I'm a writer, knitter, freelance editor, and independent publisher. This blog is an older one that I no longer update; please visit http://independentstitch.com for all updated information!

Deb Robson and Tussah

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« Rocky Mountain Sustainable Living Fair: Ideas slowly into action | Main | Bikes, computers, prairie dogs, yarn, and the like »

September 24, 2008

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Joy

I love both projects, the mirrored patterns and their colors! Still too warm for sweaters in Missouri. Good luck with the computer stuff!

Dina

Rook-y looks wonderful in that vest? half sweater? cardigan? Knitting with black is tough! Do the color changes make it easier, I wonder?

Your list is inspiring - I'm going to print it out and keep it on my bulletin board as a daily reminder for myself when I'm feeling overwhelmed by work!

Kit

What wonderful words of wisdom. Your four suggestions are great reminders of how to live in a difficult world without either freezing up or burning out.

The sweaters look great. I've picked up a sweater I started last year and I'm at the stage where I'm wondering if it's going to be OK in the end or not... and knitting on faith as I wonder.

Good luck with the book.

Deborah Robson

I'm about to dial Adobe. Been working up to it. The situation is so massive that it's hard to think of how to communicate succinctly. Other than primal scream {wry grin}>

On knitting with Rook-y: I normally don't like knitting with black at all. This is a delight. Yes, the color variation makes a difference.

Kristi aka Fiber Fool

A great list for many, but especially those of us who are out own boss! Thanks for sharing. I could of used the list last week though! ;-)

gayle

Number 4 is especially useful. Some of my best solutions have come to me while I was working on something else. The "back of my brain" would continue working on the problem while my attention was focused elsewhere.
Looking at this from the outside, is Adobe the ONLY software that will do what you need? Seems like even learning a whole new system would take less energy than figuring constant workarounds...

Deborah Robson

I could go back to Quark XPress, which I had reasons for leaving in 2003 (Quark 4). Quark 8 is now more functionally equivalent to InDesign, and yes, I was looking at switching back yesterday. There's about a six-month learning curve in the shift back and forth; the worst would probably be over within about three months. I'm contemplating. Right now, any software switch also involves cash, which is more critically needed right now to print the book (instead of for buying yet more software).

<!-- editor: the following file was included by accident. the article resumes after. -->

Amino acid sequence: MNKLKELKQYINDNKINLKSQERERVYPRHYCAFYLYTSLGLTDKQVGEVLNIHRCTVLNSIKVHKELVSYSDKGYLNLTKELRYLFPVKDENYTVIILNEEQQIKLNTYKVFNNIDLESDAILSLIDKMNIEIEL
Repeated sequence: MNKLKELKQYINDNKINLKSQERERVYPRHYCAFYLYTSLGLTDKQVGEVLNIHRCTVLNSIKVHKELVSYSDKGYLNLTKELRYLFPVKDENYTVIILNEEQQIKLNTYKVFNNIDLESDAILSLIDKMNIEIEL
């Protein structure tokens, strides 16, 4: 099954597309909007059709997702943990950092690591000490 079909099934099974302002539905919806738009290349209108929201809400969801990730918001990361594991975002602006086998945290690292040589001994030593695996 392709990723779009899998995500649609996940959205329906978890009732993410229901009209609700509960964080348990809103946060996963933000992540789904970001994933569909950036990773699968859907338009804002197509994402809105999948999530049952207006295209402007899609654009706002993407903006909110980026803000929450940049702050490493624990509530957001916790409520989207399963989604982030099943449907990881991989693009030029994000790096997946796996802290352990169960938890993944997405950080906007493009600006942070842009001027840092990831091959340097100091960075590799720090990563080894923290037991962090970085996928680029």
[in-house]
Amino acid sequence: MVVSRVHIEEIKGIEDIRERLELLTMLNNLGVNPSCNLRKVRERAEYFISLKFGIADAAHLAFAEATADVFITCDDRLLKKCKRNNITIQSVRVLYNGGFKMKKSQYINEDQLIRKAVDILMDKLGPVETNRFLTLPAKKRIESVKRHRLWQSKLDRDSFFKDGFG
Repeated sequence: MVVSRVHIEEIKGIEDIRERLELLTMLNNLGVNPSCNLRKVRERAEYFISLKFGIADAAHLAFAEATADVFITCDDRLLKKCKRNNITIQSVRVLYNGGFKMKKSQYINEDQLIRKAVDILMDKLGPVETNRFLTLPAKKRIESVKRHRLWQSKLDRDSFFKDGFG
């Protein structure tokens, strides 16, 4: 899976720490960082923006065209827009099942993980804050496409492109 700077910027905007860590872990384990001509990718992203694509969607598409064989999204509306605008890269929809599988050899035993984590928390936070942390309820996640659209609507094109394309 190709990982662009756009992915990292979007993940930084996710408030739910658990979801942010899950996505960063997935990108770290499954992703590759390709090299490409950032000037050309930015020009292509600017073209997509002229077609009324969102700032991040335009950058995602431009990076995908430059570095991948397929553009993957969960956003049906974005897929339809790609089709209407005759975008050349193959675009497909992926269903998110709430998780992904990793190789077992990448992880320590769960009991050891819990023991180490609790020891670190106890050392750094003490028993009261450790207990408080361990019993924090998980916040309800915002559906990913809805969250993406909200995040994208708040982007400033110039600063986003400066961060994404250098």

The supervisors at Adobe have no technical knowledge. The tech I got yesterday gave me several more "one more thing" ideas to try.

But yes, I'm keeping my options open.

Donna Druchunas

A few months learning curve sounds a lot better than another year of nothing working and going nuts.

Deborah Robson

Donna: Yup. I still need to check into what kind of rocks are in the road for converting existing projects.

Joanne

I'm rooting for you and your publishing house, whatever you choose. You have a great mission and produce good, important books. Keep at it, friend!

Donna Druchunas

I like the idea of switching to Quark now that Adobe is such a big fat bloated monopoly that has bought up as much of the competition as possible.

Lindy

The new Adobe Photo software is also a pain in the tush - to put it nicely. The best of luck with all of this.

The blue cardigan is my dream of the perfect sweater. When and where will the pattern be available?

Lindy (formerly of Salida, CO now in AZ)

Deborah Robson

The blue cardigan is the Must Have Cardigan from Patons Street Smart book (http://www.patonsyarns.com/patternbook.php?PBS=500989), except that I changed all the cable patterns. I kept the basic shape (lengthening the body 2 inches and the sleeves 1 inch, because that's what I have to do) and the filler stitch at the sides of the body and the undersides of the sleeves.

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